Defense rules for Bucks as Kia MVP candidates' firepower sputters

Harden tallies 23 points, 10 rebounds; Giannis has 19 points, 14 rebounds

MILWAUKEE — The first time the “M-V-P” chant went up, as Giannis Antetokounmpo shot and made a pair of free throws with 9:15 left in the fourth quarter and the Bucks ahead 94-76, it made sense.

Milwaukee’s game Tuesday against Houston had been billed as a showdown of favorites to win the NBA’s most prestigious award, with Antetokounmpo and the Rockets’ James Harden going head-to-head for only the second and likely final time this season.

But by the time fans at Fiserv Forum chanted again, with 1:15 left and Antetokounmpo draining his final points, they had blown a ripe opportunity — particularly the boisterous fans in a section that dates back to Andrew Bogut and his cultivation of some football and rugby rowdiness.

At that point, the proper chant would have been: “M-V-D! M-V-D!” Because for all the individual star power on the floor, the difference-maker for Milwaukee was its defense.

Pestering, daring, consistent and expertly executed defense, to be precise.

Folks who showed up or tuned in anticipating offensive pyrotechnics from Harden and Antetokounmpo might have been disappointed. The Houston gunner scored 23 points, 13 below his average (36.4 ppg), while shooting 9-of-26 overall and a clangy 1-of-9 on 3-pointers. Antetokounmpo finished with 19 points, eight shy of his average, while making seven of 15 shots.

Their other numbers were solid — Harden had 10 rebounds and seven assists, Antetokounmpo 14 boards, four assists — but neither would claim the award with 82 such nights.

It wasn’t as if others picked up the slack, either. Bucks point guard Eric Bledsoe probably was the game’s best performer with 23 points, seven assists, a steal and a couple of blocked shots. Chris Paul had 19 points for Houston and center Clint Capela added 17.

But the numbers that popped came courtesy of Milwaukee’s defense, the NBA’s finest. It held Houston to 36.4 percent shooting, including 30.8 percent (16-of-52) from the arc. Besides Harden’s misfires, Eric Gordon and P.J. Tucker were a combined 1-of-16 for the Rockets, 1-of-13 on 3-pointers.

The Bucks were better on the boards (60-46), allowing Houston only eight offensive rebounds. They dominated in fast-break scoring, 28-2, and that wasn’t due only to the Rockets’ preferred slower pace. The visitors had nine chances pushing the ball up the floor, and scored just once. In the paint? It was Bucks 46, Rockets 36.

That last one was the most impressive, if you saw how many times the Bucks almost invited Rockets players — Harden in particular — to attack the rim … and lived to tell about it. Oh, the reigning MVP and NBA’s leading scorer hit several floaters with high degrees of difficulty. But the Bucks were willing to live with those, if it meant getting Harden off the 3-point line and venturing inside with defenders Brook Lopez and Antetokounmpo on his mind.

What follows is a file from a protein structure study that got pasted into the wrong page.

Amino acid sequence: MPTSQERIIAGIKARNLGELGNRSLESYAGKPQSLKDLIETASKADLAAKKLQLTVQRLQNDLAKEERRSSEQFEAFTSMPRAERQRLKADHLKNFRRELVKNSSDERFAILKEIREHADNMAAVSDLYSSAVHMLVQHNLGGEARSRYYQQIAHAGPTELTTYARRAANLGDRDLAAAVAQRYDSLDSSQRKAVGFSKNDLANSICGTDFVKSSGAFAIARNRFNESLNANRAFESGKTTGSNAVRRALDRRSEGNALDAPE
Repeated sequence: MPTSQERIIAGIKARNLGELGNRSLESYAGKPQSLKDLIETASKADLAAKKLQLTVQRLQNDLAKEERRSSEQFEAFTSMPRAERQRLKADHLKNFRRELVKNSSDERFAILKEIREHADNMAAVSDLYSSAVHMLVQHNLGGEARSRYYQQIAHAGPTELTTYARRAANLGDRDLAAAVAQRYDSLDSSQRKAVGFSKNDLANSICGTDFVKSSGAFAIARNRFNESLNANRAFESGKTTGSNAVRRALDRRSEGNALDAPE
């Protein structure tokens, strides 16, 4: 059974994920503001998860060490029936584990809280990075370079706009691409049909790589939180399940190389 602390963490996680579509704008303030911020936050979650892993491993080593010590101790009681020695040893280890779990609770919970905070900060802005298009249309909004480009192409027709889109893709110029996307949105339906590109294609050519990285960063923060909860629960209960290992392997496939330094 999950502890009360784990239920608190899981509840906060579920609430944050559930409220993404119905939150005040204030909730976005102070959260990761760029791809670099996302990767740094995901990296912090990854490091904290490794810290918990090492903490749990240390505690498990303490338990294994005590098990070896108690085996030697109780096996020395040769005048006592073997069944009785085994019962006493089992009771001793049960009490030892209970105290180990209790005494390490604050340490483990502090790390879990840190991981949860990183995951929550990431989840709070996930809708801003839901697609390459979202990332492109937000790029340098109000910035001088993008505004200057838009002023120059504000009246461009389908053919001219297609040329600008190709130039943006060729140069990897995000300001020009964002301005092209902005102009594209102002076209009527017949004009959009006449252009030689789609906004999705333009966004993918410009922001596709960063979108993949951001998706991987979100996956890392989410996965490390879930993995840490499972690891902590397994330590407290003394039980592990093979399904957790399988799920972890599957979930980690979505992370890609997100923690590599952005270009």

“We were just trying to take him away from what he’s so comfortable doing,” Lopez said. “Our guards, first and foremost, did a great job of making him uncomfortable and getting him out of his spots. Then we had great help side defense from the weak side — Giannis was there — and we were helping the helper. … We were very active.”

Lopez was a model of positioning. He didn’t block a single shot, yet he loomed large in Houston’s shooters mind whenever they ventured inside.

Meanwhile, Bledsoe, Sterling Brown, Khris Middleton and a couple others pulled the on-ball duty against the league’s No. 1 ball dominator. On multiple possessions, those defenders so overplayed Harden’s lethal left hand that they were manned up sideways, forcing him to his right.

It was as extreme as the shifts we see these days on MLB diamonds, almost daring the opponent to take advantage. Heck, several times Bledsoe seemed to be defending Harden from behind, maybe the best way to thwart his trademark, referee-vexing, back-pedaling 3-pointers.

“It’s interesting, right?” Lopez said. “Our guards were very aggressive. It looks like they’re not — it looks like they’re leaving him alone. But they’re doing a lot to get into him.”

Said Bucks coach Mike Budenholzer: “It’s about trying to maybe reduce the number of threes he gets, reduce the number of free throws he gets. I think the whole league is trying to be creative — it’s certainly not about a weakness.

“If he’s making tough twos in the paint and we keep him off the free throw line and the 3-point line, you’re giving yourself a chance, to make him have to do something a little bit differently.”

Harden wasn’t too generous toward the Bucks, blaming himself for his misses. “I still got my shots up. I was still aggressive. I still did what I was supposed to do,” he said.

Offensive players and offensive-minded teams tend to think that way — it’s on them, hit or miss — and Rockets coach Mike D’Antoni echoed that. “He needed help from Eric or P.J. to knock down shots. I’m not a big believer in them stopping James. It’s what we can stop James and that’s about it.”

That’s fine, but the Bucks held Harden to a combined 22-of-56 shooting (39.3 percent) and swept the season series. They outshot their opponent for the 56th time — they’re 54-2 when they do that — and they top the NBA both in defensive rating (102.4 as the night began) and net rating (9.2).

Antetokounmpo is the linchpin, his defensive bent and prowess bolstering his MVP case. But he has dedicated, reliable help, notably in Lopez and Bledsoe, who was jazzed for his Harden matchup.

“Those guys are All-NBA all-defense guys,” Budenholzer said. “The three prongs were all working well together.”

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Steve Aschburner has written about the NBA since 1980. You can e-mail him here, find his archive here and follow him on Twitter.

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